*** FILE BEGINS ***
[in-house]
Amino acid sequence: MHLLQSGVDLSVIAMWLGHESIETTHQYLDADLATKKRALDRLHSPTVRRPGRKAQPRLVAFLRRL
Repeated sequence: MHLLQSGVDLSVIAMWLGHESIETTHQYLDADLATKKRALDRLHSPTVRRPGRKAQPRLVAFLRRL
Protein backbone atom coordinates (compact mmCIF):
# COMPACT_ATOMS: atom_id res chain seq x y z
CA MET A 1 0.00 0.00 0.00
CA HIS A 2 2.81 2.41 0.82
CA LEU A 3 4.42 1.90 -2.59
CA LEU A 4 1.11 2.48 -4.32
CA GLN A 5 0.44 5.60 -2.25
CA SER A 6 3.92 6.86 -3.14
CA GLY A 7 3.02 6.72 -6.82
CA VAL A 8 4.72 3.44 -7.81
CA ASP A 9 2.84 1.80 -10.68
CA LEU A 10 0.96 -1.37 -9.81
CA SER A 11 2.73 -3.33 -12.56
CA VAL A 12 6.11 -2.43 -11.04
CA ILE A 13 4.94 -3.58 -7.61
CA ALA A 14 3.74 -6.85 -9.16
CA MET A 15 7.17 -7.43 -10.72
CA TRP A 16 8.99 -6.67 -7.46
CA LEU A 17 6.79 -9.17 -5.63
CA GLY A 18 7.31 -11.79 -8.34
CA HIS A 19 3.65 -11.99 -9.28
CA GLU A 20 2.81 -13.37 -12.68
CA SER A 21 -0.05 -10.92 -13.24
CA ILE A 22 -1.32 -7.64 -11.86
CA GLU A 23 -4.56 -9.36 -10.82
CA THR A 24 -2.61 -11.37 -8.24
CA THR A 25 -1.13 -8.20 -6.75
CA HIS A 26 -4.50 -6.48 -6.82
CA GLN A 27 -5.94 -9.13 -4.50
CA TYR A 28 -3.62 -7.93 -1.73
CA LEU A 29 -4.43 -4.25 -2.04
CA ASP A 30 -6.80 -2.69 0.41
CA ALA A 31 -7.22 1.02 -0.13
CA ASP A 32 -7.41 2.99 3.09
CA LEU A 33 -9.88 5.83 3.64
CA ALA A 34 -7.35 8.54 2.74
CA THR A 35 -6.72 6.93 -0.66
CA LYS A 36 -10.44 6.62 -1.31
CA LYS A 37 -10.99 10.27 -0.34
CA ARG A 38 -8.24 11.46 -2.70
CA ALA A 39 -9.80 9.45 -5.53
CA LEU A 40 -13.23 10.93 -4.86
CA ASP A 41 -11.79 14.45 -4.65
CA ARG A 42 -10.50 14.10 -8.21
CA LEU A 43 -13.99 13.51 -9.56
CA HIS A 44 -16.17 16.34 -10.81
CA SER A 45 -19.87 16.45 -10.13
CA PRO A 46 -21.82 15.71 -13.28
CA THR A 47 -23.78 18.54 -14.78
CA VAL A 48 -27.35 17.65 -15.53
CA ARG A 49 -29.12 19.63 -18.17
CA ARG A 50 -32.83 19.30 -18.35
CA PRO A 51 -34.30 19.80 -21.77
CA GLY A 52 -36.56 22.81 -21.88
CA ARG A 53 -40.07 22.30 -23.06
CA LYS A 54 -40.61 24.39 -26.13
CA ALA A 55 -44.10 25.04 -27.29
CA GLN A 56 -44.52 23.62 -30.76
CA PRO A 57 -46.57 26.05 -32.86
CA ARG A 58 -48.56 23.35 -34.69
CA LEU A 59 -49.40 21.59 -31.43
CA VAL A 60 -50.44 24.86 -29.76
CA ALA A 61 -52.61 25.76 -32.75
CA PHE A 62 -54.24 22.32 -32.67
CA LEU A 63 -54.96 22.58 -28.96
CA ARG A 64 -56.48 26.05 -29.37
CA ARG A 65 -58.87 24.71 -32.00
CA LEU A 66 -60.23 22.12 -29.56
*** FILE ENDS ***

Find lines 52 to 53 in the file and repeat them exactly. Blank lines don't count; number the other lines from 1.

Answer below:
CA THR A 47 -23.78 18.54 -14.78
CA VAL A 48 -27.35 17.65 -15.53